Liz Truss’s resignation brings to an ignominious end her catastrophic tenure in Downing Street, which appeared doomed ever since Truss’s flagship economic agenda sent markets into panic and led to a fall in the value of the pound.
She won support from Conservatives members by promising low-tax, pro-growth policies – derided by her critics as a lurch towards trickle-down economics – but within weeks of coming to power she disavowed the plans in a humiliating pivot, firing her Chancellor Kwasi Kwarteng and ditching virtually all of the fiscal agenda in the wake of a market backlash.
It came after investors rejected an announcement by the Truss government in late September that it would slash taxes while ramping up borrowing in a bid to produce faster growth, citing concerns that the plan would push up inflation just as the Bank of England wants to bring it down.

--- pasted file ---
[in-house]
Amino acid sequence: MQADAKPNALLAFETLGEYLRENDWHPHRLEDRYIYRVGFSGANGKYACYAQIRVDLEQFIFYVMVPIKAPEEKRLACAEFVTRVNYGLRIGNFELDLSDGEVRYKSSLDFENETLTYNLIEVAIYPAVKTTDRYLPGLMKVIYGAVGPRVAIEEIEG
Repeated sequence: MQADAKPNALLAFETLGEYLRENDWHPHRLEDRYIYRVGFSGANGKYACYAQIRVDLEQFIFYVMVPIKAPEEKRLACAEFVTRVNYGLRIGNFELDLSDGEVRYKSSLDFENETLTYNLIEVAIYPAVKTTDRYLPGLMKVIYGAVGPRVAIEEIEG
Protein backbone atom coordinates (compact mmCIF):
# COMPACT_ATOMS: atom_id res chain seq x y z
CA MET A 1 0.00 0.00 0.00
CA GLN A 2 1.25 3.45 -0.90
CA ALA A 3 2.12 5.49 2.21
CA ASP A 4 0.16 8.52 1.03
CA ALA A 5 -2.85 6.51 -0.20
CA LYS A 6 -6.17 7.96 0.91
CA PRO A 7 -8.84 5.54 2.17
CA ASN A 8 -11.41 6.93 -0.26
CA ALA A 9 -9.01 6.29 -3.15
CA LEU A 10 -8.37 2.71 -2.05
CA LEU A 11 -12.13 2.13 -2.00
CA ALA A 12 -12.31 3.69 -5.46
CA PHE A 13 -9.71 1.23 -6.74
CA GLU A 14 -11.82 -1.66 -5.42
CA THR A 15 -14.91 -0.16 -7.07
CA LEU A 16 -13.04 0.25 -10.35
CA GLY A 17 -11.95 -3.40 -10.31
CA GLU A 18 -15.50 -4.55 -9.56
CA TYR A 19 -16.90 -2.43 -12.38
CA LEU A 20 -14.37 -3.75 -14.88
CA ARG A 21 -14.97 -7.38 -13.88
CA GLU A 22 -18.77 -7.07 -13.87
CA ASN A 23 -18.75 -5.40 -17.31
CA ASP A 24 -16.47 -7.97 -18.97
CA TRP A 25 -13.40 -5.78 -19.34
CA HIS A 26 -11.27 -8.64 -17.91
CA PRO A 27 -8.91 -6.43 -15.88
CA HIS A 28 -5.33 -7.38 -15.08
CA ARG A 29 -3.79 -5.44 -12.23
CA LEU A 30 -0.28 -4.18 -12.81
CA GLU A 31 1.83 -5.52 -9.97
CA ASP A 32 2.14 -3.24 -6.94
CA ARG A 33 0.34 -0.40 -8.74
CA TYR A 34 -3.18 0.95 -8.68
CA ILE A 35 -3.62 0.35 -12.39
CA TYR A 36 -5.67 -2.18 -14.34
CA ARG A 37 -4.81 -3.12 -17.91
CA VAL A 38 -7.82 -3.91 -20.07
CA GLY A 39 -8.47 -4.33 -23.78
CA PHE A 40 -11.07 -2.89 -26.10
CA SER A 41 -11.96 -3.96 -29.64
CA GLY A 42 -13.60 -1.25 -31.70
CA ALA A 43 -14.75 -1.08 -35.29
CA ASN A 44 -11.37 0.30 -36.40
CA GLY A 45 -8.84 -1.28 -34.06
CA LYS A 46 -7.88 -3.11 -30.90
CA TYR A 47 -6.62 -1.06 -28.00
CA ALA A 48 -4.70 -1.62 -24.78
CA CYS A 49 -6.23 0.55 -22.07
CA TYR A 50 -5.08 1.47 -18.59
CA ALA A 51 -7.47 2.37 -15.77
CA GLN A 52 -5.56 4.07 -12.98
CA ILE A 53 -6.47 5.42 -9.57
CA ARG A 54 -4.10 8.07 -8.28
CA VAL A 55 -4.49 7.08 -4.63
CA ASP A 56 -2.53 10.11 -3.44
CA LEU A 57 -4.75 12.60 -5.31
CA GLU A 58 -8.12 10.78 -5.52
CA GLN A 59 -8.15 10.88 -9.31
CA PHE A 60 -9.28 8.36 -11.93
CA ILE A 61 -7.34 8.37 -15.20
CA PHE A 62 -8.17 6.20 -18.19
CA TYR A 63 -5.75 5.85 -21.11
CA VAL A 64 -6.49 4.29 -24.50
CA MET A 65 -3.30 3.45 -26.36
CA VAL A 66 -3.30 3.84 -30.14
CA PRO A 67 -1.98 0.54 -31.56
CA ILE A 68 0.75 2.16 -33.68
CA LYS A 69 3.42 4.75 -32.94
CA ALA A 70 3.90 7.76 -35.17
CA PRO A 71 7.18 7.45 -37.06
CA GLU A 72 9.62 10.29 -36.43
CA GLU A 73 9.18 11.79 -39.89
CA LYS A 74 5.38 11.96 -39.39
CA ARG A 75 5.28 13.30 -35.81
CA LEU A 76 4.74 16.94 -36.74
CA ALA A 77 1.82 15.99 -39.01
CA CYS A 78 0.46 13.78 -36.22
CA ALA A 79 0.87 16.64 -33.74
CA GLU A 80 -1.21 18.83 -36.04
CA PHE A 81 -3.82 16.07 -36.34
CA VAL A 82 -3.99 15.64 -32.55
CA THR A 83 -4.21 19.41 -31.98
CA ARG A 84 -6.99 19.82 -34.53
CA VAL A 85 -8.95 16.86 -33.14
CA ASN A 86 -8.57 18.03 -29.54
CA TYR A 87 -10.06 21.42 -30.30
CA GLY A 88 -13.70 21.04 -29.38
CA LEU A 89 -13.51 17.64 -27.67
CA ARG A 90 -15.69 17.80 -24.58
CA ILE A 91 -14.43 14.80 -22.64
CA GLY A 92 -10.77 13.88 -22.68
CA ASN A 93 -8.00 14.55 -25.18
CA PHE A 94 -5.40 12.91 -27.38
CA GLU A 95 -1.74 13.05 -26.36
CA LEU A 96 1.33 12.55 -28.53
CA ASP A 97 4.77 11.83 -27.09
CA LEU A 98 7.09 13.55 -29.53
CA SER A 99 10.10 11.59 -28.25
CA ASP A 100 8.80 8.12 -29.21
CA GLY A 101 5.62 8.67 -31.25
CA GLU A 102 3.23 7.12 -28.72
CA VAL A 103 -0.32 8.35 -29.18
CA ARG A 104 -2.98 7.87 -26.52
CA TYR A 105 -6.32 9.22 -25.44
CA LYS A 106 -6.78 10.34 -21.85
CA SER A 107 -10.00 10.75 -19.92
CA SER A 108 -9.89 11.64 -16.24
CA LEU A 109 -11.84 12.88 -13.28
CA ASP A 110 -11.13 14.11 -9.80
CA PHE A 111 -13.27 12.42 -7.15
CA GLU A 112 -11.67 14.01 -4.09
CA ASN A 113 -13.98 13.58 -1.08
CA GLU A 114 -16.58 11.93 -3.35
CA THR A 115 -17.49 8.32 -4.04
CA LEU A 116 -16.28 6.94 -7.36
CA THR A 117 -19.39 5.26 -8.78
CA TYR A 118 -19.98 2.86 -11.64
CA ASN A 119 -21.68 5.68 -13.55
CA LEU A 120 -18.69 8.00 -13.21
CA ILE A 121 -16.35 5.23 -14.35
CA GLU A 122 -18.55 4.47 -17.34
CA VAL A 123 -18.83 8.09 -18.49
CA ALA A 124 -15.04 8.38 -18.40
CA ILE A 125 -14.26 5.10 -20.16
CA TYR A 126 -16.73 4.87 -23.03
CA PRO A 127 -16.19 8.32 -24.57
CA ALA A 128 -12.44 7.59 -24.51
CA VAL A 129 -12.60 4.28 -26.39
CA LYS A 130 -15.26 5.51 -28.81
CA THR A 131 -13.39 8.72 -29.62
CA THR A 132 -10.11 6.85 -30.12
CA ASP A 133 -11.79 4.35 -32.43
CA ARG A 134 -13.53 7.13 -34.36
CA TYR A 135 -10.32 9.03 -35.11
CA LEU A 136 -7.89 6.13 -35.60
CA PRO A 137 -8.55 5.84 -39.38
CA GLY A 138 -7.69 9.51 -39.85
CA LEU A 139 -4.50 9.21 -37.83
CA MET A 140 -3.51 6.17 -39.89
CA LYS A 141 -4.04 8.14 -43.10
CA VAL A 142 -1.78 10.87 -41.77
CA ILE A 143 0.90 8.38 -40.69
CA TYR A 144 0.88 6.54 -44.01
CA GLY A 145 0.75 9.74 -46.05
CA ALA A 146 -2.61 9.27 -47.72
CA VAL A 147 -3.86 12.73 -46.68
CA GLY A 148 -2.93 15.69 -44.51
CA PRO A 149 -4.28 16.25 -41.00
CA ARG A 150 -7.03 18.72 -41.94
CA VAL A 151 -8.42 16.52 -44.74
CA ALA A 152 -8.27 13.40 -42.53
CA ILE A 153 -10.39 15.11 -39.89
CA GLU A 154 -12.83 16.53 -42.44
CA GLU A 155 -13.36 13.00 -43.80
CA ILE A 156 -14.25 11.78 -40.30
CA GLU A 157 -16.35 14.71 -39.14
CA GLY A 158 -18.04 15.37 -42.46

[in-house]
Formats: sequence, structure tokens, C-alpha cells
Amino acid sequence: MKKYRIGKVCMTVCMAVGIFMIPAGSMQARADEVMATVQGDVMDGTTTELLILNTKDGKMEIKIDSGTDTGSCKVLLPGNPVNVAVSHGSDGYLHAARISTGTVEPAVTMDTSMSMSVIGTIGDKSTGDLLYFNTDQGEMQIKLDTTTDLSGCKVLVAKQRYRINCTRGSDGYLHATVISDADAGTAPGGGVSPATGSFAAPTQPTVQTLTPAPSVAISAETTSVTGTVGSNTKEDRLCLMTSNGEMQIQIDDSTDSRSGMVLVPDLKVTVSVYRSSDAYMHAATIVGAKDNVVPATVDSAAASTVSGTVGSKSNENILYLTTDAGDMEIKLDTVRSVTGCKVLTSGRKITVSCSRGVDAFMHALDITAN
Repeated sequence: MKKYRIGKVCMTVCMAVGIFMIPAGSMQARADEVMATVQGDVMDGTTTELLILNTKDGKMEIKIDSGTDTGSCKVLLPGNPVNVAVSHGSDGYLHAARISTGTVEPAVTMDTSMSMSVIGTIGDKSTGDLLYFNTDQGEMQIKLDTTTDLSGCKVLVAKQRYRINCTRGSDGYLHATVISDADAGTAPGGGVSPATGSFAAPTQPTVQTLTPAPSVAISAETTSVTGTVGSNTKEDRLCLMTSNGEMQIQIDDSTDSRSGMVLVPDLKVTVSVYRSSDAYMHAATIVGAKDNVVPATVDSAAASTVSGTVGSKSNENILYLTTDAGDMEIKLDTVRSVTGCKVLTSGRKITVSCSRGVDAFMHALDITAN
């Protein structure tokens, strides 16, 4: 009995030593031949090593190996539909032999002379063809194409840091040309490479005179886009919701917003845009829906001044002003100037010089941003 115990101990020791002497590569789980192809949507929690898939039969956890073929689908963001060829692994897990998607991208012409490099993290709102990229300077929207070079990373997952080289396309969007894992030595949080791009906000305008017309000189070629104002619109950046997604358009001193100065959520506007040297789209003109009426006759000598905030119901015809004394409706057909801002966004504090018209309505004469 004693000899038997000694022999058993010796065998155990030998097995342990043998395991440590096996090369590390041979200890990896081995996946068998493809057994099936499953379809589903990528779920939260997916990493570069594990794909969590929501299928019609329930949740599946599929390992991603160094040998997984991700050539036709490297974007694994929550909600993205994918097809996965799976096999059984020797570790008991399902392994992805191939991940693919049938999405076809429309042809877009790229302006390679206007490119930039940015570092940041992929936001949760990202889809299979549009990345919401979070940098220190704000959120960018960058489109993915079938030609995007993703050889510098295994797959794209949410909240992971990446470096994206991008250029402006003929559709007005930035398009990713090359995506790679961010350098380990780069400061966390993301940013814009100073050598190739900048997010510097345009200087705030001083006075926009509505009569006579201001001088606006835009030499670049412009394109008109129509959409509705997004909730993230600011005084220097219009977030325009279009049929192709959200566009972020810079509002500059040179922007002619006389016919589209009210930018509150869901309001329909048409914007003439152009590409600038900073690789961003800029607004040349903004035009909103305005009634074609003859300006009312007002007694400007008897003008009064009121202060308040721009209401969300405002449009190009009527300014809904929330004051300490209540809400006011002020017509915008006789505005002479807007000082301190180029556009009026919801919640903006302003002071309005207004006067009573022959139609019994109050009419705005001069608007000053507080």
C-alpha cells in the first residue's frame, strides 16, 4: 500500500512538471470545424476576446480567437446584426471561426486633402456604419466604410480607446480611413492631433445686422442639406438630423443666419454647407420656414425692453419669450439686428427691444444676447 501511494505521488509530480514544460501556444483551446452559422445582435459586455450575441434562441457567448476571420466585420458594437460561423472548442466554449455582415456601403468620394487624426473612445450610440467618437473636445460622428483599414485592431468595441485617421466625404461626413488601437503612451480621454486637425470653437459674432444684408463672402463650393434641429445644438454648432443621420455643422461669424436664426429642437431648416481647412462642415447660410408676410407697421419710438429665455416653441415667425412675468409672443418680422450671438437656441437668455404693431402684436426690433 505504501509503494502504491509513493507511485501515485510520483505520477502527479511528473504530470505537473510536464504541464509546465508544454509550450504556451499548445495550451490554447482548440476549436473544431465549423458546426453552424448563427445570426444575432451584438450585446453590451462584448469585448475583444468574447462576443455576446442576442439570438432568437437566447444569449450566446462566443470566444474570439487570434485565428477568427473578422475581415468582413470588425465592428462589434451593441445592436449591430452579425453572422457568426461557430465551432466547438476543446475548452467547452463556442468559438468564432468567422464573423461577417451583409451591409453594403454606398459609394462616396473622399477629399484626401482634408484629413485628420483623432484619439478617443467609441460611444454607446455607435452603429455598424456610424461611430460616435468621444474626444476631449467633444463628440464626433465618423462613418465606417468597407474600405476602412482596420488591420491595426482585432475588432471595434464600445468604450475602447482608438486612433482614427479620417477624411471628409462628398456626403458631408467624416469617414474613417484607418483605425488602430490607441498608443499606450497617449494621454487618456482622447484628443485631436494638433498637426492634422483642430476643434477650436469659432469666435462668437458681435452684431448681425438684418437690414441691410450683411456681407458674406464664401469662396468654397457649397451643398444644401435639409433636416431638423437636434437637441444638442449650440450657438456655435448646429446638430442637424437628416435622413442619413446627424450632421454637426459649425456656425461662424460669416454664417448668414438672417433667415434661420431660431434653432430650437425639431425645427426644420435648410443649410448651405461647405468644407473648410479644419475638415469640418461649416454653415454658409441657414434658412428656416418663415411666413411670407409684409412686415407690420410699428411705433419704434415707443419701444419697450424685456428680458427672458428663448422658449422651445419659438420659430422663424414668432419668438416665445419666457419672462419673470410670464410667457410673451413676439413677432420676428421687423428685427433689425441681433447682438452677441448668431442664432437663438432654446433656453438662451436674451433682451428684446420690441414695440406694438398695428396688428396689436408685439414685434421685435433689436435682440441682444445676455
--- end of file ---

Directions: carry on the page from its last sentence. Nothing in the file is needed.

Fears also crept in about the sustainability of government debt at a time of rapidly rising interest rates.
The pound crashed to a record low against the US dollar, while bond prices slumped, sending yields soaring. That pushed mortgage rates much higher, and brought some pensions funds to the brink of default.
The Bank of England was forced to announce three separate interventions to avoid a full-scale meltdown in the UK government bond market.
Truss meanwhile failed to regain control of an increasingly mutinous Conservative Party, and her Home Secretary Suella Braverman launched a blistering attack on her leadership after leaving the role on Wednesday.
A final chaotic display saw Truss allies accused of manhandling lawmakers to force them to vote against a fracking ban on Wednesday evening.